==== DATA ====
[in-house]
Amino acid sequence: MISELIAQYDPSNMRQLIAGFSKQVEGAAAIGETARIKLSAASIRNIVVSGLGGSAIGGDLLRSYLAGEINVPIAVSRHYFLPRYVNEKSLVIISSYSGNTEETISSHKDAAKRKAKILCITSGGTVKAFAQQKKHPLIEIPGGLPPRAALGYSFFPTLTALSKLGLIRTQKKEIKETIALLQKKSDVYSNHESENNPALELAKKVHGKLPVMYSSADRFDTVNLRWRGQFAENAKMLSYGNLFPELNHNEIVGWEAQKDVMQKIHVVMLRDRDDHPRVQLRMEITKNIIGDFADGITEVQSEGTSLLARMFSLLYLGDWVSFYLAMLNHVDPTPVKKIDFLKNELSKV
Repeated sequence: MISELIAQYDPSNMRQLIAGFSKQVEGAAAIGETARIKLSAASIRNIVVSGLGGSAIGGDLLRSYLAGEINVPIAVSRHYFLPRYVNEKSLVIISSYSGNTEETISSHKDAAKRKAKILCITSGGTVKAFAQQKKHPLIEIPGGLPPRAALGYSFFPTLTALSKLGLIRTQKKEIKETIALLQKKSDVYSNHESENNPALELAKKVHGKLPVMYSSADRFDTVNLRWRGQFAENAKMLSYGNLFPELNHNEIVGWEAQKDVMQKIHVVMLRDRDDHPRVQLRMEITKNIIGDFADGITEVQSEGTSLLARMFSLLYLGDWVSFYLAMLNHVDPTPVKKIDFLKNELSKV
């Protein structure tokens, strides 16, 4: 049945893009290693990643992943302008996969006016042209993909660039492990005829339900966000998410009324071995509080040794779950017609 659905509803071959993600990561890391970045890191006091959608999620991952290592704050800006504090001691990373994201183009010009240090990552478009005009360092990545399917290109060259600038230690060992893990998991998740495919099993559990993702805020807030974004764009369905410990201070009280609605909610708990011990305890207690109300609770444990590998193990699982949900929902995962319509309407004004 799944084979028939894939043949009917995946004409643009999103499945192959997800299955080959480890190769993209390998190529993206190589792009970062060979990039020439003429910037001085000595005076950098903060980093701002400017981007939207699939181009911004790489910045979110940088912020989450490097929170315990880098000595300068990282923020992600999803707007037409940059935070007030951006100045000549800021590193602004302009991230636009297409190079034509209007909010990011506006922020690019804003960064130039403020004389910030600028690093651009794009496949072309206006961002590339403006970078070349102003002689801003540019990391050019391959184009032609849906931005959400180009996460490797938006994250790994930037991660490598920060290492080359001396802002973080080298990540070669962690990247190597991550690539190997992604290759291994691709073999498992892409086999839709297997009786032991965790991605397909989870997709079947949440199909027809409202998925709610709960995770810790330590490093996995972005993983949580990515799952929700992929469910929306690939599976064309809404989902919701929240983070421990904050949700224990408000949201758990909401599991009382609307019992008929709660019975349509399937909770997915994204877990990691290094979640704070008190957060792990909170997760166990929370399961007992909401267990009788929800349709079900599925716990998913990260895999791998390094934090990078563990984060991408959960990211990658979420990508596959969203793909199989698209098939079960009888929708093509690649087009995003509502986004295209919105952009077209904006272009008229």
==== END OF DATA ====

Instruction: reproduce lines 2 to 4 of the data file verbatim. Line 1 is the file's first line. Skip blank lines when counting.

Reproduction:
Amino acid sequence: MISELIAQYDPSNMRQLIAGFSKQVEGAAAIGETARIKLSAASIRNIVVSGLGGSAIGGDLLRSYLAGEINVPIAVSRHYFLPRYVNEKSLVIISSYSGNTEETISSHKDAAKRKAKILCITSGGTVKAFAQQKKHPLIEIPGGLPPRAALGYSFFPTLTALSKLGLIRTQKKEIKETIALLQKKSDVYSNHESENNPALELAKKVHGKLPVMYSSADRFDTVNLRWRGQFAENAKMLSYGNLFPELNHNEIVGWEAQKDVMQKIHVVMLRDRDDHPRVQLRMEITKNIIGDFADGITEVQSEGTSLLARMFSLLYLGDWVSFYLAMLNHVDPTPVKKIDFLKNELSKV
Repeated sequence: MISELIAQYDPSNMRQLIAGFSKQVEGAAAIGETARIKLSAASIRNIVVSGLGGSAIGGDLLRSYLAGEINVPIAVSRHYFLPRYVNEKSLVIISSYSGNTEETISSHKDAAKRKAKILCITSGGTVKAFAQQKKHPLIEIPGGLPPRAALGYSFFPTLTALSKLGLIRTQKKEIKETIALLQKKSDVYSNHESENNPALELAKKVHGKLPVMYSSADRFDTVNLRWRGQFAENAKMLSYGNLFPELNHNEIVGWEAQKDVMQKIHVVMLRDRDDHPRVQLRMEITKNIIGDFADGITEVQSEGTSLLARMFSLLYLGDWVSFYLAMLNHVDPTPVKKIDFLKNELSKV
């Protein structure tokens, strides 16, 4: 049945893009290693990643992943302008996969006016042209993909660039492990005829339900966000998410009324071995509080040794779950017609 659905509803071959993600990561890391970045890191006091959608999620991952290592704050800006504090001691990373994201183009010009240090990552478009005009360092990545399917290109060259600038230690060992893990998991998740495919099993559990993702805020807030974004764009369905410990201070009280609605909610708990011990305890207690109300609770444990590998193990699982949900929902995962319509309407004004 799944084979028939894939043949009917995946004409643009999103499945192959997800299955080959480890190769993209390998190529993206190589792009970062060979990039020439003429910037001085000595005076950098903060980093701002400017981007939207699939181009911004790489910045979110940088912020989450490097929170315990880098000595300068990282923020992600999803707007037409940059935070007030951006100045000549800021590193602004302009991230636009297409190079034509209007909010990011506006922020690019804003960064130039403020004389910030600028690093651009794009496949072309206006961002590339403006970078070349102003002689801003540019990391050019391959184009032609849906931005959400180009996460490797938006994250790994930037991660490598920060290492080359001396802002973080080298990540070669962690990247190597991550690539190997992604290759291994691709073999498992892409086999839709297997009786032991965790991605397909989870997709079947949440199909027809409202998925709610709960995770810790330590490093996995972005993983949580990515799952929700992929469910929306690939599976064309809404989902919701929240983070421990904050949700224990408000949201758990909401599991009382609307019992008929709660019975349509399937909770997915994204877990990691290094979640704070008190957060792990909170997760166990929370399961007992909401267990009788929800349709079900599925716990998913990260895999791998390094934090990078563990984060991408959960990211990658979420990508596959969203793909199989698209098939079960009888929708093509690649087009995003509502986004295209919105952009077209904006272009008229």